Using OpenLDAP as an Address Book

One of the best uses for LDAP is as an address book. Whether this is a company white pages or a personal (or distributed) email address book, LDAP makes for a great means of storing addresses that are not often changed.

This will detail my own personal experiences in setting up OpenLDAP to serve as an address book for a number of different applications. I use mutt as my email client on Mac OS X (previously used it on Linux) and mutt’s aliases file served as a half-decent address book, although it was not portable at all. For instance, if I chose to use Mozilla to compose an email, or Apple’s Mail.app, I would have to view my mutt aliases file in order to find appropriate addresses. Using LDAP, I can avoid this and have Mozilla, Mail.app, and mutt all use the same source for obtaining email addresses.

Setting this up is a bit of chore, thus this topic. A few different tools are involved to get this setup working, and it should work with virtually any email client that supports LDAP (most do), and you can even use an intermediate tool called The Little Brother’s Database (lbdb) to help out (in fact, for mutt it’s pretty much a requirement).

We’ll look at getting mutt to use lbdb to access LDAP data (and the OS X Address Book for you Mac users), getting Mozilla to use it, and getting the OS X Address Book to use it as well. First, however, you must have OpenLDAP properly configured; something that can be done by following the Using OpenLDAP for User Authentication topic (just ignore the PAM/NSS and other authentication-specific items).

Creating the Address Book

The first step is to create the Address Book, and this can be extremely tedious the first time around. You need to create a LDIF file containing the skeleton for your new Organizational Unit (we’ll assume you are using ou=People for user authentication; if you’re not, feel free to use that OU). In this case, we will create a new OU called “email” which will be used solely to store email addresses. The LDIF file would look like this:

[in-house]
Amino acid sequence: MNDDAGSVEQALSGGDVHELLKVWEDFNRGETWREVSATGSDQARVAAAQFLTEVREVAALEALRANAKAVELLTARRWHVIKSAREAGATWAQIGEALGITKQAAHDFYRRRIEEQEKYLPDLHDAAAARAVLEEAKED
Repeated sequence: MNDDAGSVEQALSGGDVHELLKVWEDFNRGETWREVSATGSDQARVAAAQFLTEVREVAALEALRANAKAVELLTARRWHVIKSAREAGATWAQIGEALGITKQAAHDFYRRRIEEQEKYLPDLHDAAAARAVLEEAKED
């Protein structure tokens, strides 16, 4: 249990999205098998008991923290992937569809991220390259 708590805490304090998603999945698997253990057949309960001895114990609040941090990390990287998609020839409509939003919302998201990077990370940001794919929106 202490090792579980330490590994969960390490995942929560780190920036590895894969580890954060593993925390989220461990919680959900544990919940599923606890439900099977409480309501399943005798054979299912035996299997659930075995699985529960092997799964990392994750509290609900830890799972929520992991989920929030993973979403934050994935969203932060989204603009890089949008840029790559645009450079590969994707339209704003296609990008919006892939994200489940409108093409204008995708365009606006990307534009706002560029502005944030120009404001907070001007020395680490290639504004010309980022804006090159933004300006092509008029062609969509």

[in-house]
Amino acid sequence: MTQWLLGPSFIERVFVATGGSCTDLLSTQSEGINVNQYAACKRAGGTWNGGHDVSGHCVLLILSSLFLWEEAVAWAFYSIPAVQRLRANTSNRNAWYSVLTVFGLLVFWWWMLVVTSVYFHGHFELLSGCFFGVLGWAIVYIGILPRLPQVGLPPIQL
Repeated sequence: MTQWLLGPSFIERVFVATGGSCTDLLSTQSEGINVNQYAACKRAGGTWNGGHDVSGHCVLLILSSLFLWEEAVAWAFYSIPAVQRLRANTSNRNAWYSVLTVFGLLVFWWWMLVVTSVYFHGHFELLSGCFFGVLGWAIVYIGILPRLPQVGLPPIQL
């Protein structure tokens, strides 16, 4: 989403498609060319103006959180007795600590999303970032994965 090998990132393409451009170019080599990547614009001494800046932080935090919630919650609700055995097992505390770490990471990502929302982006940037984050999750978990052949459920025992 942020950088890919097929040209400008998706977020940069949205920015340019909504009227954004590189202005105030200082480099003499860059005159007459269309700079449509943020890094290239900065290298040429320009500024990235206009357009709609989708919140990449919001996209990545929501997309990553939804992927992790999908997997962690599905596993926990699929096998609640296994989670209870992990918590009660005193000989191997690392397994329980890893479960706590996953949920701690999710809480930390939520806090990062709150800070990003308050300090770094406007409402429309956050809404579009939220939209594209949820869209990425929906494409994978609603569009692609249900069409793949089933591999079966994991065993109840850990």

dn: ou=email,dc=mylan,dc=net
ou: email
objectClass: organizationalUnit

Of course, change the suffix to suit your setup (here it is dc=mylan,dc=net). Import this into the directory to create the structure by using:

# ldapadd -h localhost -D "cn=root,dc=mylan,dc=net" -W -x -f addr-skel.ldif

Change the parameters to, again, suit your setup. The “-h” option indicates the host to connect to (in this case, localhost), the “-D” option indicates the DN to bind as (in this case cn=root,dc=mylan,dc=net which would be your administrator DN). We also tell ldapadd we want to be prompted for our bind DN’s password, use simple authentication, and import the data from the file addr-skel.ldif (which would contain the contents noted above).

Once this is done, you can begin working on a new LDIF file (which we’ll call addr.ldif) which contains the actual entries. You’re not restricted to only using email addresses; you can specify any information you like provided by the organizationalUnit objectClass. The following are two example entries; the first with minimal data, the latter with a lot more.

# Vincent Danen
dn: cn=Vincent Danen,ou=email,dc=mylan,dc=net
cn: Vincent Danen
givenName: Vincent
sn: Danen
mail: vdanen@nospam.net
objectClass: inetOrgPerson

# Joe User
dn: cn=Joe User,ou=email,dc=mylan,dc=net
cn: Joe User
givenName: Joe
sn: User
mail: joe@nospam.net